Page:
Dame Beulah Bewley was the first woman to graduate with an MSc in Social Medicine from the London School of Hygiene and Tropical Medicine and a leader of research into the effects of smoking in children and young people; research that she started at the School. She went on to become President of the Medical Women’s Federation and Treasurer at the General Medical Council.
Her memoir “My Life as a Woman and a Doctor” is a fascinating view of a career in medicine and public health when it was very much a man’s world. Beulah, who was the only woman in her 1969 class at the School and then returned as a Senior Lecturer in 1983, takes you on a journey through her life from making the decision she would be a doctor at age 5, to retiring in 1994. She delivers a range of stories of career and family in a funny, straight talking manner.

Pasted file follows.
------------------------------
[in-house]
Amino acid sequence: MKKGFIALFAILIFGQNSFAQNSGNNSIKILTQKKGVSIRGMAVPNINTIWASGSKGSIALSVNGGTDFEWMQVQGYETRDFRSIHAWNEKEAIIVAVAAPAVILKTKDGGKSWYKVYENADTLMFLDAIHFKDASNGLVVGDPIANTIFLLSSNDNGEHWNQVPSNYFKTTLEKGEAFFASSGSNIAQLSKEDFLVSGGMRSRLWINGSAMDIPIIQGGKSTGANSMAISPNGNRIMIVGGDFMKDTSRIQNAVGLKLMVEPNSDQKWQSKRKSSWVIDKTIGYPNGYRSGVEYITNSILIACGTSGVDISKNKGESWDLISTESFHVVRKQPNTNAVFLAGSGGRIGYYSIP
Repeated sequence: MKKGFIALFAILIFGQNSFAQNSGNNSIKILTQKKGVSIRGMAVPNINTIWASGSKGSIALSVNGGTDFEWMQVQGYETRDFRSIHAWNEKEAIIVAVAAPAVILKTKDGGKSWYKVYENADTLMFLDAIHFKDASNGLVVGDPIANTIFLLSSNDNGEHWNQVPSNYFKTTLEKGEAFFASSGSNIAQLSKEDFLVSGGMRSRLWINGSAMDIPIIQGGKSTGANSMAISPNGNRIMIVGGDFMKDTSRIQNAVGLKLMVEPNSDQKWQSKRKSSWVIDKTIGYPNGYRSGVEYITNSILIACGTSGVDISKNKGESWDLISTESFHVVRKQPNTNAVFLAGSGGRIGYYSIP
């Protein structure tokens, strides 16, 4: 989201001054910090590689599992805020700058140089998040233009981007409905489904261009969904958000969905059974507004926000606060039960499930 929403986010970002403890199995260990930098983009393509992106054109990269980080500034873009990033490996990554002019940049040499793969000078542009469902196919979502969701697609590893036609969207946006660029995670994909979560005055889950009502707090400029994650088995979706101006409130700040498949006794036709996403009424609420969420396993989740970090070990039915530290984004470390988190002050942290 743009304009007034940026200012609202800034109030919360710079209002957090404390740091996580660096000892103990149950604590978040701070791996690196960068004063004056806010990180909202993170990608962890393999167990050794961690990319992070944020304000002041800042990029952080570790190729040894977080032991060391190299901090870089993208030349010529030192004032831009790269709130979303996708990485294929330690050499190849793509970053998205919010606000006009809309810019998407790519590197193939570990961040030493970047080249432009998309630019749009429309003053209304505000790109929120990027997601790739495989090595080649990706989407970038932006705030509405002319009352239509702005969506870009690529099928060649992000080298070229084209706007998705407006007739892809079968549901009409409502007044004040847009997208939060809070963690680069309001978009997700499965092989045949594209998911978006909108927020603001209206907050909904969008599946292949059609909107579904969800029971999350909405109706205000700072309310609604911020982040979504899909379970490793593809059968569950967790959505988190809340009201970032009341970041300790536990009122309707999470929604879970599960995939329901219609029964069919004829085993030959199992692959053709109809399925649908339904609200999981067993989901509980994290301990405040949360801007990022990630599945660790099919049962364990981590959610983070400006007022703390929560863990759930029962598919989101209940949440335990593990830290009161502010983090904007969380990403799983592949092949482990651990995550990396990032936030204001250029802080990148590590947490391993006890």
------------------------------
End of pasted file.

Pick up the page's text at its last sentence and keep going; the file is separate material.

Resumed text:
In the extract below, Beulah talks about advice she received from Jerry Morris, and imparts some of her own advice.
“Wednesdays were our highlight, because Jerry invited visitors to discuss important topics. We had to do our homework ready to present first thing in the morning and then he had all these
important people for our lectures in the afternoon. Jerry knew everybody, and everybody knew Jerry; they were all his friends. We had Baroness Wooton, Peter Townsend, and Brian Abel-Smith: you name them, they were all there. Jerry was important as a role model in many ways. One particular thing he advised: “Always read the leading article of a quality newspaper.” So I read The Times every day as a result. I always read the letters beside the leader, because it is essential to keep up-to-date if you are going to be any good as a community physician or are in public health medicine.”
You can purchase Beulah’s memoir on Amazon and read more about her life, her time at the School, and find out why she attended her interview for the School in a straitjacket!